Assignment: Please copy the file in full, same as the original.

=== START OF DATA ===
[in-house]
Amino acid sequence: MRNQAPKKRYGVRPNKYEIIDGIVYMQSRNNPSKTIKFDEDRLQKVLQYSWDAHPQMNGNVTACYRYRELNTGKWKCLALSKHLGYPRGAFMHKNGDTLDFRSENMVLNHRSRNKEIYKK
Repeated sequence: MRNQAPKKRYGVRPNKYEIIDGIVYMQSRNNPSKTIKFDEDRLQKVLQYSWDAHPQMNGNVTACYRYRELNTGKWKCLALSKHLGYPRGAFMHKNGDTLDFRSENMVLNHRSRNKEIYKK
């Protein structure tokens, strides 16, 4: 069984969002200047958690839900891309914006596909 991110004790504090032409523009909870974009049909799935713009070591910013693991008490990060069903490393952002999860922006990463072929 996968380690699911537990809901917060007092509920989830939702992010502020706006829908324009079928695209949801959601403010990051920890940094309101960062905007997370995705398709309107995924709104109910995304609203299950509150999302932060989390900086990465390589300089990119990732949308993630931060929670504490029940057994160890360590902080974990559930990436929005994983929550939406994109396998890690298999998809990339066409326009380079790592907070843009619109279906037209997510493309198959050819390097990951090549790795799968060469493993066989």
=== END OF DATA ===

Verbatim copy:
[in-house]
Amino acid sequence: MRNQAPKKRYGVRPNKYEIIDGIVYMQSRNNPSKTIKFDEDRLQKVLQYSWDAHPQMNGNVTACYRYRELNTGKWKCLALSKHLGYPRGAFMHKNGDTLDFRSENMVLNHRSRNKEIYKK
Repeated sequence: MRNQAPKKRYGVRPNKYEIIDGIVYMQSRNNPSKTIKFDEDRLQKVLQYSWDAHPQMNGNVTACYRYRELNTGKWKCLALSKHLGYPRGAFMHKNGDTLDFRSENMVLNHRSRNKEIYKK
């Protein structure tokens, strides 16, 4: 069984969002200047958690839900891309914006596909 991110004790504090032409523009909870974009049909799935713009070591910013693991008490990060069903490393952002999860922006990463072929 996968380690699911537990809901917060007092509920989830939702992010502020706006829908324009079928695209949801959601403010990051920890940094309101960062905007997370995705398709309107995924709104109910995304609203299950509150999302932060989390900086990465390589300089990119990732949308993630931060929670504490029940057994160890360590902080974990559930990436929005994983929550939406994109396998890690298999998809990339066409326009380079790592907070843009619109279906037209997510493309198959050819390097990951090549790795799968060469493993066989």